Numerology, astrology, tarot: pseudoscientists are predicting the outcome of Kremlin’s war in Ukraine
“Putin is dragging his feet with the war, why does he need that?” a woman asks, her fingers covered in chunky rings as she tosses cards over a zodiac-printed tablecloth. She pulls three out of the deck: a man sitting on a throne, a cup with an eye and a blue globe. “He wants to create a catastrophe, some sort of collapse. He wants to see danger in the world” — the video continues.
It’s one of dozens of “prognoses” on Valentina Koltsova’s YouTube channel. Her 60,000 followers watched her predict the future president of Kazakhstan, describe the character of Belarusian President Lukashenko’s son and give details about Putin’s mysterious illness.
Valentina, who never shows her face in the videos, is a tarot reader. Tarot readers, numerologists, astrologists — in Russia, Ukraine and beyond have been making headlines with their forecasts about the future of the conflict, often contradicting each other. Their videos and posts are getting millions of views. They are being interviewed by prominent outlets and TV channels, giving their pseudoscientific claims wide exposure.
A Ukrainian numerologist Vladislav Gritsay predicted that Putin’s life might end in August, concluding that this month will be critical for Ukraine’s victory. When I type his name into YouTube, dozens of videos pop up. Almost every week, a TV channel or a popular blogger invites Gritsay to comment on the fate of Crimea, Putin’s demise and Ukraine’s victory.
Many are looking at the stars to get a glimpse of the future, according to Angela Pearl, an astrologist based in Australia, who has received thousands of requests for her analysis since February 24. Pearl, who is of Ukrainian origin, posted a 25-minute video on the topic that has been viewed over 2 million times. In it she describes the cause of the invasion: “[what happened was] the reunification of two planets responsible for war. Mars, which is the planet of war, and Pluto, the planet of death.”
Numerologists refer to Pythagoras, and astrologists calculate their predictions on actual planets to sound scientific — but the meanings they attribute to the facts are arbitrary. It’s not surprising that the war seems to have triggered a fascination with predictions, said Barry Markovsky, Professor Emeritus of Sociology at the University of South Carolina. “It would stand to reason that we might see an upsurge in times of war, pandemic, or political discord. And basic economics tells us that the more desperately people desire to quell their anxieties, the more they’ll pay for it — even if it’s ambiguous double-speak.”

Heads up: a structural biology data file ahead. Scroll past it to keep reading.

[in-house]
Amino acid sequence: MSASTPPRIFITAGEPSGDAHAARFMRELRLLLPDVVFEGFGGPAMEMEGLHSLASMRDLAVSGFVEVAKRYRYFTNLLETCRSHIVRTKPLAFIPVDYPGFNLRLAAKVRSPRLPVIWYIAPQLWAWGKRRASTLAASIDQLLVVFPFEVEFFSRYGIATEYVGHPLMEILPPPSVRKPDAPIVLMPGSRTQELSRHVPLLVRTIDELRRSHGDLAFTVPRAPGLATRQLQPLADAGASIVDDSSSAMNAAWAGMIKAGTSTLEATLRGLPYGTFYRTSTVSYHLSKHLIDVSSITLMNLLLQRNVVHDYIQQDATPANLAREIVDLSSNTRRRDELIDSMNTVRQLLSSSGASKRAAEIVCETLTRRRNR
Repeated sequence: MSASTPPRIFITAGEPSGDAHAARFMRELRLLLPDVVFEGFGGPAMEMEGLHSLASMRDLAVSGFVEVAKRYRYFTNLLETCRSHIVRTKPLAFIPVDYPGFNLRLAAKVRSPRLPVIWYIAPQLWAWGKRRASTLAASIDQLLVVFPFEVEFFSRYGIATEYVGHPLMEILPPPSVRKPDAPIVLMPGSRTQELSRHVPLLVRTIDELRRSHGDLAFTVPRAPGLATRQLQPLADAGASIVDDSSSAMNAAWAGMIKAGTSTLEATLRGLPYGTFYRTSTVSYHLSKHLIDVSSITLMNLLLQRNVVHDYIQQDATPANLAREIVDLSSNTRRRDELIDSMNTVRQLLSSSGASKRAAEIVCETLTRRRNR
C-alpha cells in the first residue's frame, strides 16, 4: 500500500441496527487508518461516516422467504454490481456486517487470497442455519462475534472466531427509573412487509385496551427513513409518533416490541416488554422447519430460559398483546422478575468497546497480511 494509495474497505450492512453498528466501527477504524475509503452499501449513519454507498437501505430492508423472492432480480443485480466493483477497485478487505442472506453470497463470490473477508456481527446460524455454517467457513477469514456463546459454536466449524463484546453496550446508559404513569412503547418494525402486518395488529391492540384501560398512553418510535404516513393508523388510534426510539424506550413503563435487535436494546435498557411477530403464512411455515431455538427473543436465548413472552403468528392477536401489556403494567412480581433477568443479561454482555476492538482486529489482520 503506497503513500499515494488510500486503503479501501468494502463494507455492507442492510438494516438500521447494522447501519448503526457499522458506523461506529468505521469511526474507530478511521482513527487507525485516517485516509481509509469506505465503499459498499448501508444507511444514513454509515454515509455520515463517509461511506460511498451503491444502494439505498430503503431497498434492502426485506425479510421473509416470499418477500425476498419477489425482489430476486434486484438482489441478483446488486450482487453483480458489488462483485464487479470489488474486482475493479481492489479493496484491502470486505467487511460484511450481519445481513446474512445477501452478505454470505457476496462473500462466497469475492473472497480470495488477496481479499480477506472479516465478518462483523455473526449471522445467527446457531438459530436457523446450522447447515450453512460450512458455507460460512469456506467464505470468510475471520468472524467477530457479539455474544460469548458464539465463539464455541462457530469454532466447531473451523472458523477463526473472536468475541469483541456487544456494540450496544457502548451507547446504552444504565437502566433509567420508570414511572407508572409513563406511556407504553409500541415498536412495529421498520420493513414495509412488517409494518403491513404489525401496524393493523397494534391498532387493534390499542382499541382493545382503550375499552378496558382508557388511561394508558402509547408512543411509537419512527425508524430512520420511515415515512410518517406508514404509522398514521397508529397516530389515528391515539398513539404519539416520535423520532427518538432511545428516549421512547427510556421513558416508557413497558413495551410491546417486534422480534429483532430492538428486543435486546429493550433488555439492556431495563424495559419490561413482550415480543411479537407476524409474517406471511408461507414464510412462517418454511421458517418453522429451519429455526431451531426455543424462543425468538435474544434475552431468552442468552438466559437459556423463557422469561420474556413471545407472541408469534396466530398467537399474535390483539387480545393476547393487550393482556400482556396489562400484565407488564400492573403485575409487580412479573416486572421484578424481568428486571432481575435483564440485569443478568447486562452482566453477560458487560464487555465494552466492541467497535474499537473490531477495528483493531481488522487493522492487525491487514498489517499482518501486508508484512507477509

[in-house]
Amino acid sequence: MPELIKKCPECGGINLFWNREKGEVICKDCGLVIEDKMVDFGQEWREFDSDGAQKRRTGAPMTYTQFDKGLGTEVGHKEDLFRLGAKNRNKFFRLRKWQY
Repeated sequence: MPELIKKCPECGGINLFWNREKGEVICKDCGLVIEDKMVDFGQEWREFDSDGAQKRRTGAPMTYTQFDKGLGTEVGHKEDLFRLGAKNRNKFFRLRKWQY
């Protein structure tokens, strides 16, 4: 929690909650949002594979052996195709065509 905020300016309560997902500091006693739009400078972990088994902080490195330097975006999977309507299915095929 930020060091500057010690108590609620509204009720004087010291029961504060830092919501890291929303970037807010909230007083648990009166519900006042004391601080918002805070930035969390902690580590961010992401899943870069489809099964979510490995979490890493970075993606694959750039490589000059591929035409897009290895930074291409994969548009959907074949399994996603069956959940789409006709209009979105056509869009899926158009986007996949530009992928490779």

As monkeypox cases multiply, so do the disinfo and conspiracy theories surrounding the virus. Last week, a pediatrician turned TikTok star talked to us about how myths around the disease are turning political in the U.S. — but it’s happening not only there. Last Friday Igor Kirillov, chief of the Russian Radiation, Chemical and Biological Defense Troops mentioned a “strange coincidence” that in his opinion could point to the origins of monkeypox.
He pointed to “at least four U.S.-controlled biolabs” in Nigeria, where the first cases of the virus were detected a few weeks ago and added that “a scenario for countering an outbreak caused by a new strain of monkeypox virus” was being discussed months before the first case was detected at the Munich Security Conference in 2021. Those claims have since been debunked.
Meanwhile in Europe, as Covid-19 cases continue to decrease and countries open up for tourism and lift restrictions, disinformation surrounding the vaccines continues. In France, a physician named Christian Perronne claims that he has been witnessing a “sterility epidemic” among vaccinated women and men across the country.
Links to an old video of Perronne filmed at a conference in Marseille have been making its way around social media, amassing hundreds of likes and shares. In it he also accuses the French government of covering up the issue — a claim that has been since debunked by the Health Ministry on request of the French press agency AFP.
The physician’s declarations are unfounded: several analyses, including a recent one by a scientific publication Human Reproduction have found there to be no negative effects of vaccines on the reproductive system.
As per another misleading clip, those are not the only long-term side-effects of vaccines. A video warning about jabs causing strokes and menstrual cycles disorders, filmed by an IT researcher named Emmanuelle Darles, has gone viral on francophone Twitter and Facebook.
“We have warned of historic and unprecedented increases in certain diseases, including a 1,788% increase in menstrual cycle disorders, 732% more strokes in 2021, due to, or potentially caused by these injections,” she says in the clip, referring to Covid-19 vaccines.
Though the numbers are not plucked out of the air, they are misleading. Darles’s calculations are based on data from the U.S.-based Vaccine Adverse Events Reporting System (VAERS), where anyone can report an adverse effect from vaccination. The organization mentions on its website that its “reports alone cannot be used to determine if a vaccine caused or contributed to an adverse event or illness.”
What we’re reading:
Warehouse-like buildings, filled with perfectly aligned identical beds, patrolled by men in plastic shields and white suits — does that remind you of something? “Fangcang” or China’s makeshift hospitals that were being built at a shocking speed as the world watched in 2020, have become part of the country’s daily life in 2022. In this fascinating piece Manya Koetse takes a tour of “fangcang”’s history, closely examines its image on social media and takes a peek into its future.
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